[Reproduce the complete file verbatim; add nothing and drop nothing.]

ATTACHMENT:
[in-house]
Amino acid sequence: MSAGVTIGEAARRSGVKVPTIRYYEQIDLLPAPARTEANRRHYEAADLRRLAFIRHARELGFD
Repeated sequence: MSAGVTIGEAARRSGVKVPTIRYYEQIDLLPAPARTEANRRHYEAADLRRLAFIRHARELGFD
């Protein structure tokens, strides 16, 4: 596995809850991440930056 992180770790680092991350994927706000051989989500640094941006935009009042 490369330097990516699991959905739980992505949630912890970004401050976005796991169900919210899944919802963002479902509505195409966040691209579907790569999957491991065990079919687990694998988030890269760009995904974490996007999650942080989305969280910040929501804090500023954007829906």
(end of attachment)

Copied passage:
[in-house]
Amino acid sequence: MSAGVTIGEAARRSGVKVPTIRYYEQIDLLPAPARTEANRRHYEAADLRRLAFIRHARELGFD
Repeated sequence: MSAGVTIGEAARRSGVKVPTIRYYEQIDLLPAPARTEANRRHYEAADLRRLAFIRHARELGFD
């Protein structure tokens, strides 16, 4: 596995809850991440930056 992180770790680092991350994927706000051989989500640094941006935009009042 490369330097990516699991959905739980992505949630912890970004401050976005796991169900919210899944919802963002479902509505195409966040691209579907790569999957491991065990079919687990694998988030890269760009995904974490996007999650942080989305969280910040929501804090500023954007829906």